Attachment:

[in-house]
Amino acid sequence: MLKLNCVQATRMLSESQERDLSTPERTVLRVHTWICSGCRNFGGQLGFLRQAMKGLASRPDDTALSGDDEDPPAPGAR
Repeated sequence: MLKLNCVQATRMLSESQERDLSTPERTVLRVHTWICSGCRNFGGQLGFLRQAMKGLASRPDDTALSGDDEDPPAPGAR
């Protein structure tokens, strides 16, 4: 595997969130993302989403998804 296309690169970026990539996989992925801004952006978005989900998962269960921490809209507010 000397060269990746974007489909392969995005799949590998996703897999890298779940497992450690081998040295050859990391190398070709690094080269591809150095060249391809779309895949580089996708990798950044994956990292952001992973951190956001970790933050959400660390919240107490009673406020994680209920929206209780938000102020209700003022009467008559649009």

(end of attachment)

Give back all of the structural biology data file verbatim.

[in-house]
Amino acid sequence: MLKLNCVQATRMLSESQERDLSTPERTVLRVHTWICSGCRNFGGQLGFLRQAMKGLASRPDDTALSGDDEDPPAPGAR
Repeated sequence: MLKLNCVQATRMLSESQERDLSTPERTVLRVHTWICSGCRNFGGQLGFLRQAMKGLASRPDDTALSGDDEDPPAPGAR
């Protein structure tokens, strides 16, 4: 595997969130993302989403998804 296309690169970026990539996989992925801004952006978005989900998962269960921490809209507010 000397060269990746974007489909392969995005799949590998996703897999890298779940497992450690081998040295050859990391190398070709690094080269591809150095060249391809779309895949580089996708990798950044994956990292952001992973951190956001970790933050959400660390919240107490009673406020994680209920929206209780938000102020209700003022009467008559649009």